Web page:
'When I first saw these in the bag of screws that came with my case, I had no idea what they were or what they were for. THESE ARE THE SINGLE MOST IMPORTANT SREWS YOU WILL USE IN YOUR BUILD. To help you understand exactly what they are for, let's pretend that you're not going to use them. How are you going to get the motherboard secured to the case? You are probably going to screw the motherboard directly to the case. And if you screw the motherboard to the case, the whole thing will short circuit, killing your motherboard and quite possibly your processor because the whole backside with all the soldering and pins will touch the case metal. And so, remember the spacers, and you won't have to go through the really long process of RMAing your motherboard and processor.'


Im really sorry to be the bringer of bad news mate - but you seems to have messed up quite badly here. I do hope that you have avoided damage!
June 19, 2012 9:10:56 PM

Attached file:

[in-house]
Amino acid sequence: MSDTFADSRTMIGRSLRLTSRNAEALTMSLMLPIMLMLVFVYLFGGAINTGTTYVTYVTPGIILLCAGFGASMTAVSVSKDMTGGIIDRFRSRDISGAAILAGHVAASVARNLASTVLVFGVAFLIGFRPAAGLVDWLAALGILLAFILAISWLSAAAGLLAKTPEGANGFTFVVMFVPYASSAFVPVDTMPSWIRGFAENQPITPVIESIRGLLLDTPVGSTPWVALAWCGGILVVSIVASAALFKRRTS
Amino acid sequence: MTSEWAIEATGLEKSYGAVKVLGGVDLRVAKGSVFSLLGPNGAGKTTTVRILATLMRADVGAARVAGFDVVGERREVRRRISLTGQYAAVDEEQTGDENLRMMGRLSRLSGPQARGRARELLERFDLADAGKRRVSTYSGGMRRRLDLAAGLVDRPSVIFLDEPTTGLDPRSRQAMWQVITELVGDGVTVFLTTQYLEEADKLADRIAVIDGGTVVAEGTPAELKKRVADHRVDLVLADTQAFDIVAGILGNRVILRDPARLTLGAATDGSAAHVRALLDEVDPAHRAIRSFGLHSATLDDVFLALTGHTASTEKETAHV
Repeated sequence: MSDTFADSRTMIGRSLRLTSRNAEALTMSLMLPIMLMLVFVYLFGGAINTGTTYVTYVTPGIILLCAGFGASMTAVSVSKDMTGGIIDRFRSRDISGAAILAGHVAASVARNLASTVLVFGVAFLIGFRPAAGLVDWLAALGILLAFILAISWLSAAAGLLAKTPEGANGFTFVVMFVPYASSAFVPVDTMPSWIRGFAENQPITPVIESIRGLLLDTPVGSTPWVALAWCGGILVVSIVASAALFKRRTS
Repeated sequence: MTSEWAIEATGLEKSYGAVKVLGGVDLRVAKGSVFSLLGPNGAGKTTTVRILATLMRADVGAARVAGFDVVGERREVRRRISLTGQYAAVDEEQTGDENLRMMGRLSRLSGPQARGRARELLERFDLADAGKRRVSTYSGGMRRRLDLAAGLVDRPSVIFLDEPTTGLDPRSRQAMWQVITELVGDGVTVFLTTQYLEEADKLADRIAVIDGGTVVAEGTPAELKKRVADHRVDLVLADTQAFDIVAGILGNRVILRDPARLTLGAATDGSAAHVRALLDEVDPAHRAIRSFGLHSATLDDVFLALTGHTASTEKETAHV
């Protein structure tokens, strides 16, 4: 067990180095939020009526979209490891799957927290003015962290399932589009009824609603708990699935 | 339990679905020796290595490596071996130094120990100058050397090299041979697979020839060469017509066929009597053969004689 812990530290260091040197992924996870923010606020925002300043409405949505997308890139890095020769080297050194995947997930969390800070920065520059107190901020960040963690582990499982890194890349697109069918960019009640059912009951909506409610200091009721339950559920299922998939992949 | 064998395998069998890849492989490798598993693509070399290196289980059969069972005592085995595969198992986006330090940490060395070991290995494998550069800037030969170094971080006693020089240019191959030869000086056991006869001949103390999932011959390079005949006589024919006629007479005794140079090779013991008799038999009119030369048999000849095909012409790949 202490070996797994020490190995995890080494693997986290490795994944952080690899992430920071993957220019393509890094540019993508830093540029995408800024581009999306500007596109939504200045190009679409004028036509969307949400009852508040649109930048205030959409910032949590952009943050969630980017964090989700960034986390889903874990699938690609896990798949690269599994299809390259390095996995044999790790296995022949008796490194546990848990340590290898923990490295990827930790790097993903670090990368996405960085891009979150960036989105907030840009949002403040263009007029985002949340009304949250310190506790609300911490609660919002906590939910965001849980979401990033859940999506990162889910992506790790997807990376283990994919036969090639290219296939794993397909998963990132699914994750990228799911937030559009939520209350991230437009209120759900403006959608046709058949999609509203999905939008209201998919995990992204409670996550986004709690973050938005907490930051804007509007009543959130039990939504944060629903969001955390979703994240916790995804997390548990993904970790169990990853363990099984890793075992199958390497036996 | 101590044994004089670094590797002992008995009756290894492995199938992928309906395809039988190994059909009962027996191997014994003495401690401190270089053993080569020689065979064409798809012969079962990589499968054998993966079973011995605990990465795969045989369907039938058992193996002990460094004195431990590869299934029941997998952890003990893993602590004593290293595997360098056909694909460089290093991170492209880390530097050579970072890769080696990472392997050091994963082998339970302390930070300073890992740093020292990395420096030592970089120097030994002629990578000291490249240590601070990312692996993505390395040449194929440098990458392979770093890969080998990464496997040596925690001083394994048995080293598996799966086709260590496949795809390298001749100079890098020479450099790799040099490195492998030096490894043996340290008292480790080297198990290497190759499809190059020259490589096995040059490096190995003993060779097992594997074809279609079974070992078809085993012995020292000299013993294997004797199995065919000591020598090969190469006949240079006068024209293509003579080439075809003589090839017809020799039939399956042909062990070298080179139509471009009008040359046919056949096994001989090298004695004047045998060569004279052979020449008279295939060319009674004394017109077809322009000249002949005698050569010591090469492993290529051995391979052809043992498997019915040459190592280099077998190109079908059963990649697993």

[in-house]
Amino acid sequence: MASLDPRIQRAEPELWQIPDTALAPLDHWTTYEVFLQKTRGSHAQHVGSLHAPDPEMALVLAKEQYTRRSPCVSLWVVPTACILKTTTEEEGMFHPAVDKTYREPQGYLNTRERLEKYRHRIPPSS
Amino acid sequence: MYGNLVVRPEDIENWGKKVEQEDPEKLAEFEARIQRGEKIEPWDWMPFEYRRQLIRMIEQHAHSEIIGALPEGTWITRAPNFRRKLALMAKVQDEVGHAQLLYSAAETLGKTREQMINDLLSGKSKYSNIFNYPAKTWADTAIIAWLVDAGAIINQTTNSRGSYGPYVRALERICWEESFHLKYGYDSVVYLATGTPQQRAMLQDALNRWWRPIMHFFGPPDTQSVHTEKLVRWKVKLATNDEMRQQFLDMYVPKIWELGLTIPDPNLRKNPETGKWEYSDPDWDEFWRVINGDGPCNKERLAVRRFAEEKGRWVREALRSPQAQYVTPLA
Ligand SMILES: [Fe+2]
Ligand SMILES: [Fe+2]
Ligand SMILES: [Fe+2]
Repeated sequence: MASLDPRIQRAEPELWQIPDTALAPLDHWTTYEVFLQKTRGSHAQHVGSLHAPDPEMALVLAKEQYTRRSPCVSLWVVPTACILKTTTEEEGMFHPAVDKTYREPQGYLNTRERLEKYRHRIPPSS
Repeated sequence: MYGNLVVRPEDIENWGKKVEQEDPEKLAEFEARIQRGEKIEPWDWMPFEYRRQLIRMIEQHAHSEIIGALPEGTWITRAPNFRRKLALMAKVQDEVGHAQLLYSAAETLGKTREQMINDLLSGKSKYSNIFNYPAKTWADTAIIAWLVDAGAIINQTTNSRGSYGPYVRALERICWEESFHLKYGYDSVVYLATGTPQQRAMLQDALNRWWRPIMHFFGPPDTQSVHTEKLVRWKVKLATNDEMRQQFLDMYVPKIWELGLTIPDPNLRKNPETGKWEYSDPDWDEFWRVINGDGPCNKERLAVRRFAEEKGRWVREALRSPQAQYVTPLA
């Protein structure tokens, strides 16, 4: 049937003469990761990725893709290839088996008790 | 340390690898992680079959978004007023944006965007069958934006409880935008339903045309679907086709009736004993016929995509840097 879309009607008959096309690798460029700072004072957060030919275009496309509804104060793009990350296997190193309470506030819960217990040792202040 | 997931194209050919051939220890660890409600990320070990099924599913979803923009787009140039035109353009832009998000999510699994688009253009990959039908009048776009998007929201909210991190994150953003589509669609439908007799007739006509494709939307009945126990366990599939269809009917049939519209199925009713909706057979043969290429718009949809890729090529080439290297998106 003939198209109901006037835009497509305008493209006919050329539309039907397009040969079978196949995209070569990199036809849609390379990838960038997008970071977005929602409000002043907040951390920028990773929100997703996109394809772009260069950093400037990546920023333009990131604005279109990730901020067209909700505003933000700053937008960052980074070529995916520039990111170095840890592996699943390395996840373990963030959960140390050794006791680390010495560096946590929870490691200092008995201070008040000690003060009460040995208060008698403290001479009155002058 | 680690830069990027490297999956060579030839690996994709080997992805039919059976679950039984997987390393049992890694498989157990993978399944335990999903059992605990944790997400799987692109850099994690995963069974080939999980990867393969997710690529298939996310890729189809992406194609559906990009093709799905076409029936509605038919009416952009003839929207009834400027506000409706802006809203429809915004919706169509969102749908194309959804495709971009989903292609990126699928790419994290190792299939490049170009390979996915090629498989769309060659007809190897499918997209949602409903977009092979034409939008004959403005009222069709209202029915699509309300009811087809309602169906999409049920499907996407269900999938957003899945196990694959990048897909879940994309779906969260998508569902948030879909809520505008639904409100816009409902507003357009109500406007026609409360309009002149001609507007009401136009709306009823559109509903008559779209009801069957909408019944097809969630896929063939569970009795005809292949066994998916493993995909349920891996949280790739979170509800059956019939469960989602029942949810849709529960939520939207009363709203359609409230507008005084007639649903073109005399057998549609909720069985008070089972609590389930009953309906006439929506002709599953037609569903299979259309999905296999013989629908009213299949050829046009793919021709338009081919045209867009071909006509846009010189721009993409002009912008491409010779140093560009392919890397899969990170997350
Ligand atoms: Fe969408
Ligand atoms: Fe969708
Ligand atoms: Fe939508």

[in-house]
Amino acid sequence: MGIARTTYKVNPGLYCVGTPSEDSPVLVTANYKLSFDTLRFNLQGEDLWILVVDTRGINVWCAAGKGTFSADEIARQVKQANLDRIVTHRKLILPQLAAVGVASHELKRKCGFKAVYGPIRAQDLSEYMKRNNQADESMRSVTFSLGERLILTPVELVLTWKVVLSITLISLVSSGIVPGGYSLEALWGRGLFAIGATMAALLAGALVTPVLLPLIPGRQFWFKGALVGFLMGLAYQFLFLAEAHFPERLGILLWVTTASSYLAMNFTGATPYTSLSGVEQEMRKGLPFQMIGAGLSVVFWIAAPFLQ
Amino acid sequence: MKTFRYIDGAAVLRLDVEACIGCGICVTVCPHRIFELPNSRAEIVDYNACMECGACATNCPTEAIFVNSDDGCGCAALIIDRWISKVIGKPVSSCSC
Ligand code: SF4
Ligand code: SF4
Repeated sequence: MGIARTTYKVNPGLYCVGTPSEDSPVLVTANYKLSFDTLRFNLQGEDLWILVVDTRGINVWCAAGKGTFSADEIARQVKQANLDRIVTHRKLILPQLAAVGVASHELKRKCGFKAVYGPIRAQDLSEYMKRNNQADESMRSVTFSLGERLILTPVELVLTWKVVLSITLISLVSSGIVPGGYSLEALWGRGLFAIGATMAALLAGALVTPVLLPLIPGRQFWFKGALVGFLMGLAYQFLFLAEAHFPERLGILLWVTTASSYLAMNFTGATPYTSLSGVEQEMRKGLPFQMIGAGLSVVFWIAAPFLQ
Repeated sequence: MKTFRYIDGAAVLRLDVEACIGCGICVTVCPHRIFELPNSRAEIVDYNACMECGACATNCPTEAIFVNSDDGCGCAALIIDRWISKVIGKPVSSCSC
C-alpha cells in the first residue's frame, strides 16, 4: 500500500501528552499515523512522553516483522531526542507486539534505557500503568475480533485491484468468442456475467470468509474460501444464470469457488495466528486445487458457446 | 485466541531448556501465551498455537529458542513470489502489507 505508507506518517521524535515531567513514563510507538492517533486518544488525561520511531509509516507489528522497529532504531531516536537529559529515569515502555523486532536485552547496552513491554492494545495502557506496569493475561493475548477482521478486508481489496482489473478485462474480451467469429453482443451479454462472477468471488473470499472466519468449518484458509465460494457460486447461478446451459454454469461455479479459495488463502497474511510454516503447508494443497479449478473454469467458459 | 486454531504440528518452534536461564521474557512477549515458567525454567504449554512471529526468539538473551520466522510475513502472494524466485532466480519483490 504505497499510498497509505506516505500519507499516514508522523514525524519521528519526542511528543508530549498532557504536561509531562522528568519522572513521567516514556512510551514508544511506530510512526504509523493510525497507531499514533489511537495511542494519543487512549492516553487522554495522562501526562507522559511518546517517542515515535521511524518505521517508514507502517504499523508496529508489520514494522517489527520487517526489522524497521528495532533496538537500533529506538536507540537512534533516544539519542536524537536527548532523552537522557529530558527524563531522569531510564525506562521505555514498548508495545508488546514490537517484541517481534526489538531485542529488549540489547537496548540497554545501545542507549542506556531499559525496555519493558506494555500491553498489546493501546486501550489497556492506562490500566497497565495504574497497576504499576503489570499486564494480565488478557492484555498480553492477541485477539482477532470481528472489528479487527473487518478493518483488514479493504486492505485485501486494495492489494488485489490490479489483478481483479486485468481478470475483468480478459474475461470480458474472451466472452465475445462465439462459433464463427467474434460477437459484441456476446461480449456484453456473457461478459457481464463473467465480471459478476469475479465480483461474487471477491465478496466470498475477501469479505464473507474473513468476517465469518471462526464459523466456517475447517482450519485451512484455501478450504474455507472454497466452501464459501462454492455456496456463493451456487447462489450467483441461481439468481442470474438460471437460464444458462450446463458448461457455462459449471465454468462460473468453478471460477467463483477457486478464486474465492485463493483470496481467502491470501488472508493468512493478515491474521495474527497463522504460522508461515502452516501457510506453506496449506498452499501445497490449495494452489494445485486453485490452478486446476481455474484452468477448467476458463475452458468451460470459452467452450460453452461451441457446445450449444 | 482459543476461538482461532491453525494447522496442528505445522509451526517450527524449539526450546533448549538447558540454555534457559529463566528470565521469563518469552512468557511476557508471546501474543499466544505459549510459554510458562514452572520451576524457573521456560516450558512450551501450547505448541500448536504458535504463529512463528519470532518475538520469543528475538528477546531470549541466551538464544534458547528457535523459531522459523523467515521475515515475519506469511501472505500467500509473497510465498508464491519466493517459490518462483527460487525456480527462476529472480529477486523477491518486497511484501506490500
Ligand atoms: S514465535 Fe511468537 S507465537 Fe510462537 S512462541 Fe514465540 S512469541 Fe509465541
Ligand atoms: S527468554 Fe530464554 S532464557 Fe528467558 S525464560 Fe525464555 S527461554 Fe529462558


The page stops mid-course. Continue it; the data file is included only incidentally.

The motherboard didnt come with any screws, I will try what you said and hope for the best :/ 
a b ) Power supply
June 19, 2012 9:30:18 PM

Thank god! haha


Looks like you okay on that front
a b ) Power supply
June 19, 2012 9:34:40 PM

They are the stand-offs / spacers I (and the other were speaking off). so its okay, you shouldnt have short-circuited your Mobo.

The bad news is, we now need to diagnose the new problem.. and it still might be the mobo.

A PSU problem would usually either not boot your PC at all, or would shut you down when you go over a certain amount of power usage.

However, a PC that boots but doesn't POST indiciates that there may be something wrong with the firmware of the board, or its a damaged/faulty board.

Still though, try and reassemble the PC and see what happens, it might be simply that you didnt have some of the power cables in correctly.
June 19, 2012 9:59:21 PM

I re-did everything for the third time and everything seems to work for now :D 

Third time is the charm huh? Thanks a lot for all the effort I appreciate it greatly!
a b ) Power supply
June 19, 2012 10:03:43 PM

Great stuff! You really had me worried for a bit there! haha

Sometimes its as simple as that!


Hope it all carries on in good order and that you enjoy your new build :) 
!